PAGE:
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The Baleno is not replacing the Swift; rather it gives another option to customers who find the rear passenger and boot areas in the Swift not spacious enough. It’s a bigger car which can be seen visibility from the inside and out when compared to a Suzuki Swift. Intriguingly,though, it’s also 110kg lighter. The Baleno will feature the 1.4 67kw engine found in other model variants and will come as GL and GLX models, with the option of a 4-speed auto in the GLX.

The GLX features exterior changes over the GL such as HID projector headlights and daytime running lights, chrome accents all around, front fog lamps, indicator signals in the mirrors, a rear spoiler and privacy glass for the rear windows.  The GLX also features 16-inch alloy wheels and rear disc brakes, with the GL only featuring rear drums.  The main interior changes with the GLX is the 6-inch color screen, and while the instrument cluster remains the same, Suzuki has added another color display, this time only 4-inches, which shows various driving data.  Keyless go is also a feature on the GLX,  along with fully automatic aircon and rear parking sensors. Safety wise, the GLX features six airbags to the GL’s mere two.

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Suzuki has priced this car competitively with the Baleno starting at R199,990 for the GL, R229,000 for the GLX and R244,900 for the GLX Auto. The new Baleno is covered by a standard three-year/100 000 km warranty, as well as a four-year/60 000 km service plan.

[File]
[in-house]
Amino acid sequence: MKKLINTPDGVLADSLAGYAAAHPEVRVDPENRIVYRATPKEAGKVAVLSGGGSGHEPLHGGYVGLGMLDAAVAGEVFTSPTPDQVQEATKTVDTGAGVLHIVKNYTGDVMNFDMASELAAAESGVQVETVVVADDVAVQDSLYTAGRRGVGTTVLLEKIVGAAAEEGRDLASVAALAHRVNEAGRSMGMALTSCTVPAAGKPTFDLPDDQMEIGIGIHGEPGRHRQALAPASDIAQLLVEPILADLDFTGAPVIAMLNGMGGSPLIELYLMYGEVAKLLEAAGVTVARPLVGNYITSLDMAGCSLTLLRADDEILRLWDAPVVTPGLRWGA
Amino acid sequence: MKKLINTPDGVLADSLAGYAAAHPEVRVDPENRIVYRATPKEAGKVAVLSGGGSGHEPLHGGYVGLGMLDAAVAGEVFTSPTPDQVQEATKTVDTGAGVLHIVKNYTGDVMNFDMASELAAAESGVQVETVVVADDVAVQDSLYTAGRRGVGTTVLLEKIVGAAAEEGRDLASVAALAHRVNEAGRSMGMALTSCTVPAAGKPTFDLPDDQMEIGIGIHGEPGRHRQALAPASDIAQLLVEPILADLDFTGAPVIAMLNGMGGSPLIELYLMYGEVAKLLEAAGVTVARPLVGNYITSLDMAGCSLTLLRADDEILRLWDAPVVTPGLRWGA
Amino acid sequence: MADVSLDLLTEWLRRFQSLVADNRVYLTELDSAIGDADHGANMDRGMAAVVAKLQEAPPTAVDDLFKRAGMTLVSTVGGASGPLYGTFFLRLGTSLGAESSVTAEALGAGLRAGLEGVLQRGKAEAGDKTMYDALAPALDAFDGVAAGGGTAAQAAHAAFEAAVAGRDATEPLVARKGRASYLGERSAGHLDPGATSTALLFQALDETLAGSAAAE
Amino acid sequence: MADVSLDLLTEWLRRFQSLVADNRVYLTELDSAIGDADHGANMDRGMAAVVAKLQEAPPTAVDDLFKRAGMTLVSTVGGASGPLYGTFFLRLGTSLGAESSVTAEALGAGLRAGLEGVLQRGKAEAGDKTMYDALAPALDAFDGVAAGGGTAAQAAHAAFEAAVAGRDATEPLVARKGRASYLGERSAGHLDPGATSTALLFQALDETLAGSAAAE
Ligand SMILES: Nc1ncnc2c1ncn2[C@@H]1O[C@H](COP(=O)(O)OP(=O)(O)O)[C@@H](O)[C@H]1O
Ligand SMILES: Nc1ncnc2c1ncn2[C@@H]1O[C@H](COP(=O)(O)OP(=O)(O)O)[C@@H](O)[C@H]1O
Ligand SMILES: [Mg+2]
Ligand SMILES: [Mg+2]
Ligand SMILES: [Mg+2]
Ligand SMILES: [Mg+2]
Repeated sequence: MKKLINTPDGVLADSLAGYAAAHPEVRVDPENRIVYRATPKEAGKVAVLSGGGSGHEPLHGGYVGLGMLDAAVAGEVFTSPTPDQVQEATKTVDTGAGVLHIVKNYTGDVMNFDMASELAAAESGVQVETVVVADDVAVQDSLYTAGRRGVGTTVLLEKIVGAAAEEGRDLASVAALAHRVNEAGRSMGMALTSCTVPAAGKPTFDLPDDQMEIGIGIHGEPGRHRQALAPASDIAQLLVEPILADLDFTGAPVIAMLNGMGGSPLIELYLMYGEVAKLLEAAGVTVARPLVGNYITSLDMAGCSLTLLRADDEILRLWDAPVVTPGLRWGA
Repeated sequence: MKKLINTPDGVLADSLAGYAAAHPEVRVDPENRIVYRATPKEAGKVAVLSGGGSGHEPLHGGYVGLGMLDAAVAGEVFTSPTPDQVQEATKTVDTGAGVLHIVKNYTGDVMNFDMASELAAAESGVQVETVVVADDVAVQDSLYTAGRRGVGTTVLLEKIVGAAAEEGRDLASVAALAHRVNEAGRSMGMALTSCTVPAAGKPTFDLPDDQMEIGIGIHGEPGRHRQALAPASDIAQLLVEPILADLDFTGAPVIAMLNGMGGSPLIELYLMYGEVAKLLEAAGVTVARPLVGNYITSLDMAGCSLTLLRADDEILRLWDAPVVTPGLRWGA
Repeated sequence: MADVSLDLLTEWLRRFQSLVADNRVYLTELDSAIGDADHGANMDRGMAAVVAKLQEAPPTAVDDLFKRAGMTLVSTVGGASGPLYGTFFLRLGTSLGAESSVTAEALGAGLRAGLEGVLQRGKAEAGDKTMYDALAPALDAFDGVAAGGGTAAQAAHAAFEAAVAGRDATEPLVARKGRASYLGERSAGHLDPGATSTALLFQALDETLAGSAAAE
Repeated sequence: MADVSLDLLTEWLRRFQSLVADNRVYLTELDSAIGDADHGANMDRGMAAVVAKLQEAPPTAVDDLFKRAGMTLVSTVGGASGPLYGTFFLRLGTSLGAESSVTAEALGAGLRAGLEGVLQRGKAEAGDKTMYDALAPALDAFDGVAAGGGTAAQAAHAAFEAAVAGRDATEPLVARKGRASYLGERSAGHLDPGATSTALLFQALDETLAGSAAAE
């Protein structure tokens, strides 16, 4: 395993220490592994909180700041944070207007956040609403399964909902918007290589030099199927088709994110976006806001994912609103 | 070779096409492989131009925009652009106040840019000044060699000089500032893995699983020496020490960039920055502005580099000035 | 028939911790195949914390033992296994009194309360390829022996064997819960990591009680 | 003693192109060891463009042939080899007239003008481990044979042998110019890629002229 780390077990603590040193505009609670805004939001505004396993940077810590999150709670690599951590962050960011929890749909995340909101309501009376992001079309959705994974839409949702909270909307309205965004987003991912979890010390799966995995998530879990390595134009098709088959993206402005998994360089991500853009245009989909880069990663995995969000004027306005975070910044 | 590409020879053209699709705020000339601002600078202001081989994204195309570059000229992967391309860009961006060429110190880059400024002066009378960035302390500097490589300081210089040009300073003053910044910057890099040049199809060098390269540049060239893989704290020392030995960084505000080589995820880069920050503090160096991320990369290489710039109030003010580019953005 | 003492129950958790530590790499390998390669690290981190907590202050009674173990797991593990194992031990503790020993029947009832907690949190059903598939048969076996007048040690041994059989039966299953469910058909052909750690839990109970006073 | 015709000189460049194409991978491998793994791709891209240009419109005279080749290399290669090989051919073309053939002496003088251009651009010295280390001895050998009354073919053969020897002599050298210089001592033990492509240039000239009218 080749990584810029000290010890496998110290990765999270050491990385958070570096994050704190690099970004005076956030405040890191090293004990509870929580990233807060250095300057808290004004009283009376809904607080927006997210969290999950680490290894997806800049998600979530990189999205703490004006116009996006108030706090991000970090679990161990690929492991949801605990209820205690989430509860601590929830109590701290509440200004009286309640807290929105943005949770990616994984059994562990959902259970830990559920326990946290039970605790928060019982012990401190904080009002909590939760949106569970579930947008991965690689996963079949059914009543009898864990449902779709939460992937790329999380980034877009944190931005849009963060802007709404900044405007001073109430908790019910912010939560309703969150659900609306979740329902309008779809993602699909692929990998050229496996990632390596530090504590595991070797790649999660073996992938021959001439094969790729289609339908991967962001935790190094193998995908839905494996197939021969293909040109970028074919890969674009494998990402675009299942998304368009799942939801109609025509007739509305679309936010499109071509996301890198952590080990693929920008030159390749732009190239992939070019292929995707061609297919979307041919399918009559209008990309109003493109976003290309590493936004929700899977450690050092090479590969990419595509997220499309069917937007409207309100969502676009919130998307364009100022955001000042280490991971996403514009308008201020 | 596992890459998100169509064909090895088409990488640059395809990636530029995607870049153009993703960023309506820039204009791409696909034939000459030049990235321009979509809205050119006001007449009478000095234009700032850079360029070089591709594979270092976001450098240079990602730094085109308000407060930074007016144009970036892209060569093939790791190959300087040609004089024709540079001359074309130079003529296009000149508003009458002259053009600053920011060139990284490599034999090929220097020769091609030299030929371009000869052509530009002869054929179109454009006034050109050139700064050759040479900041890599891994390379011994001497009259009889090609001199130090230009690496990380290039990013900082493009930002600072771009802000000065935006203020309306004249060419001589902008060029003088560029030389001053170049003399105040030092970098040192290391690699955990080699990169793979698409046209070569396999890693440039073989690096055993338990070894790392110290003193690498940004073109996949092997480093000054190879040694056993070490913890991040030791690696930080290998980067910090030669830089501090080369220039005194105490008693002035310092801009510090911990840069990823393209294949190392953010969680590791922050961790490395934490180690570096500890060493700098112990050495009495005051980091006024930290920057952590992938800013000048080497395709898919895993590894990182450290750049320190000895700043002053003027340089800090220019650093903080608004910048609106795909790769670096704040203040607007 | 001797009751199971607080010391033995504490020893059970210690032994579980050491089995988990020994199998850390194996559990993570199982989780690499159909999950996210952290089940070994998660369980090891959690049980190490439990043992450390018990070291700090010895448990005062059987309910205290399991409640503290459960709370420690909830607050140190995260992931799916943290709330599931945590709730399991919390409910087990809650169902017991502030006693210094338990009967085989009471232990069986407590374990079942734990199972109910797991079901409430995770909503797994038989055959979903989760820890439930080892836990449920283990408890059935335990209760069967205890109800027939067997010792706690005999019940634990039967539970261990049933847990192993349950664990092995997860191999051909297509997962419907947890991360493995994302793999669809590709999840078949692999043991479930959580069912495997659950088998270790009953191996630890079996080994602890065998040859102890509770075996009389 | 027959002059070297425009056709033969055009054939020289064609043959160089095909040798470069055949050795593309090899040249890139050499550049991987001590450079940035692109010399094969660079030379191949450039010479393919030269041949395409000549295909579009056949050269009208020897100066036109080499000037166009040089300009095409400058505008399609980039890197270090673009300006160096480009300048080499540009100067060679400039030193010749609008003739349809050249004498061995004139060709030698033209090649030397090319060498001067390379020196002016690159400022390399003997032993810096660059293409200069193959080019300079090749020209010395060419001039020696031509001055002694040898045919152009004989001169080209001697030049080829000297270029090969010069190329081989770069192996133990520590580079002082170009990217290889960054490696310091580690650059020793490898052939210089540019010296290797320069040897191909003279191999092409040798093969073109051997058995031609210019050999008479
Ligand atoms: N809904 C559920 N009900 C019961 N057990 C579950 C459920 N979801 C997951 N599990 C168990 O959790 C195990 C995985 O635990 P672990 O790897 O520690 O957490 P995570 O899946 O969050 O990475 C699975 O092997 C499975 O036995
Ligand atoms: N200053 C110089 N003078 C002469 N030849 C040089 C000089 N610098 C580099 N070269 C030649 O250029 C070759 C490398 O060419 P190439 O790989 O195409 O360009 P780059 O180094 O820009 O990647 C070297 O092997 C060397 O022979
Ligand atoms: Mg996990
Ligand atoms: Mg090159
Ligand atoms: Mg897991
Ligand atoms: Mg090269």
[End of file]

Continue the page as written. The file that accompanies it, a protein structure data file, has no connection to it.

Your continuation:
I enjoyed the drive in this car, and there are some features I liked, and some that I didn’t like so much, which I will discuss in my in-depth driving review in edition 07 of the TheMotorist digital mag. If you wish, you can subscribe here: TheMotorist Digital Magazine.

 

 

Suzuki Vitara meets a Tzaneen road trip.

A different holiday with a different car:

Is it just us, or does it feel like the last three months have gone by quicker than one can say the word  “holiday”? Yes it feels like a mere few weeks ago when the Johannesburg roads were quiet, the Durban roads were congested and the Cape Town roads were riddled with “Vaalies”. Fast forward three months later and we’ve hit another holiday season, one that is even more stressful than the one that precedes it, simply because of time constraints. The Christmas holidays give us enough time and money to spend numerous Rands on plane tickets, accommodation, and car hire. Whereas the Easter holidays are only a few days, there is no salary bonus and the school holidays are much shorter.